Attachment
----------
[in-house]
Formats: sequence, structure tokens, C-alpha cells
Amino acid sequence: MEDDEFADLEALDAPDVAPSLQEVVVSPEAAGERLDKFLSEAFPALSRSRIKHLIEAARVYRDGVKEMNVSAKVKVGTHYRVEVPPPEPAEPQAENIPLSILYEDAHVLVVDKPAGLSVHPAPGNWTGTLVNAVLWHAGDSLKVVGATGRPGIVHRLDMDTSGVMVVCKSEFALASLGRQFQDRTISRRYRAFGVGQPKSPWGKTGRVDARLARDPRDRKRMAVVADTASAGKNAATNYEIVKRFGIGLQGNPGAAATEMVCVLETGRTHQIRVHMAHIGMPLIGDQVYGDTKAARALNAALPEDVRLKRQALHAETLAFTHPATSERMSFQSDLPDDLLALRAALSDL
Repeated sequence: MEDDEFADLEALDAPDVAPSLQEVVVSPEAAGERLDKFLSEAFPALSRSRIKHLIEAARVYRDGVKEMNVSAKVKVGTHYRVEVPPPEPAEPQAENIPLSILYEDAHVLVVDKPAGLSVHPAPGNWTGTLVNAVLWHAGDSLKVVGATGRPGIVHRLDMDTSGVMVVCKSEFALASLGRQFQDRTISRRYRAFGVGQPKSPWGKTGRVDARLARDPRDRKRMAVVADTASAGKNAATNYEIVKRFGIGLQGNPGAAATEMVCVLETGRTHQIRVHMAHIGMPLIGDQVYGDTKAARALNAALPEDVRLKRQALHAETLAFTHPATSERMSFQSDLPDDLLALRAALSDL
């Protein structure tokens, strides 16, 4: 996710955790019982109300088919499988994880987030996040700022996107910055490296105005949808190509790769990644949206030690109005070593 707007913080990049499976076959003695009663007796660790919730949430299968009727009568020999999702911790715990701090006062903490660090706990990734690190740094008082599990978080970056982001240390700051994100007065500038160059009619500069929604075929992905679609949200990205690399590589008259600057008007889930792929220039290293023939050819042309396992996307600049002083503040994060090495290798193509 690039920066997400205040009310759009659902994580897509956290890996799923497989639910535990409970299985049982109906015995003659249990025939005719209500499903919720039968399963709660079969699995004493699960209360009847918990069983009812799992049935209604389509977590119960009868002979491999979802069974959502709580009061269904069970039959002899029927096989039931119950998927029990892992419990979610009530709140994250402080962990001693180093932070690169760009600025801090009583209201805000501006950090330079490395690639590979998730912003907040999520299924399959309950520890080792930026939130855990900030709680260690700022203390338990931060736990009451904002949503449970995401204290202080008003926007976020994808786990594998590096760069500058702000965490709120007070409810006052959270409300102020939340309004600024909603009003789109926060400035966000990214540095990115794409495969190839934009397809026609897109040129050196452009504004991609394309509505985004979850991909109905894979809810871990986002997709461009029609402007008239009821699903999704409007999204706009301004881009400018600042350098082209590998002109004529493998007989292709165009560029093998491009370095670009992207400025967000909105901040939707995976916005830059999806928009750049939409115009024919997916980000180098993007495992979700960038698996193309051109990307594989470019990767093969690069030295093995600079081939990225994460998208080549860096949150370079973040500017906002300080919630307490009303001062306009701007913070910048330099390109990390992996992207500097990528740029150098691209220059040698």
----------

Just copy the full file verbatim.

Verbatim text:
[in-house]
Formats: sequence, structure tokens, C-alpha cells
Amino acid sequence: MEDDEFADLEALDAPDVAPSLQEVVVSPEAAGERLDKFLSEAFPALSRSRIKHLIEAARVYRDGVKEMNVSAKVKVGTHYRVEVPPPEPAEPQAENIPLSILYEDAHVLVVDKPAGLSVHPAPGNWTGTLVNAVLWHAGDSLKVVGATGRPGIVHRLDMDTSGVMVVCKSEFALASLGRQFQDRTISRRYRAFGVGQPKSPWGKTGRVDARLARDPRDRKRMAVVADTASAGKNAATNYEIVKRFGIGLQGNPGAAATEMVCVLETGRTHQIRVHMAHIGMPLIGDQVYGDTKAARALNAALPEDVRLKRQALHAETLAFTHPATSERMSFQSDLPDDLLALRAALSDL
Repeated sequence: MEDDEFADLEALDAPDVAPSLQEVVVSPEAAGERLDKFLSEAFPALSRSRIKHLIEAARVYRDGVKEMNVSAKVKVGTHYRVEVPPPEPAEPQAENIPLSILYEDAHVLVVDKPAGLSVHPAPGNWTGTLVNAVLWHAGDSLKVVGATGRPGIVHRLDMDTSGVMVVCKSEFALASLGRQFQDRTISRRYRAFGVGQPKSPWGKTGRVDARLARDPRDRKRMAVVADTASAGKNAATNYEIVKRFGIGLQGNPGAAATEMVCVLETGRTHQIRVHMAHIGMPLIGDQVYGDTKAARALNAALPEDVRLKRQALHAETLAFTHPATSERMSFQSDLPDDLLALRAALSDL
């Protein structure tokens, strides 16, 4: 996710955790019982109300088919499988994880987030996040700022996107910055490296105005949808190509790769990644949206030690109005070593 707007913080990049499976076959003695009663007796660790919730949430299968009727009568020999999702911790715990701090006062903490660090706990990734690190740094008082599990978080970056982001240390700051994100007065500038160059009619500069929604075929992905679609949200990205690399590589008259600057008007889930792929220039290293023939050819042309396992996307600049002083503040994060090495290798193509 690039920066997400205040009310759009659902994580897509956290890996799923497989639910535990409970299985049982109906015995003659249990025939005719209500499903919720039968399963709660079969699995004493699960209360009847918990069983009812799992049935209604389509977590119960009868002979491999979802069974959502709580009061269904069970039959002899029927096989039931119950998927029990892992419990979610009530709140994250402080962990001693180093932070690169760009600025801090009583209201805000501006950090330079490395690639590979998730912003907040999520299924399959309950520890080792930026939130855990900030709680260690700022203390338990931060736990009451904002949503449970995401204290202080008003926007976020994808786990594998590096760069500058702000965490709120007070409810006052959270409300102020939340309004600024909603009003789109926060400035966000990214540095990115794409495969190839934009397809026609897109040129050196452009504004991609394309509505985004979850991909109905894979809810871990986002997709461009029609402007008239009821699903999704409007999204706009301004881009400018600042350098082209590998002109004529493998007989292709165009560029093998491009370095670009992207400025967000909105901040939707995976916005830059999806928009750049939409115009024919997916980000180098993007495992979700960038698996193309051109990307594989470019990767093969690069030295093995600079081939990225994460998208080549860096949150370079973040500017906002300080919630307490009303001062306009701007913070910048330099390109990390992996992207500097990528740029150098691209220059040698």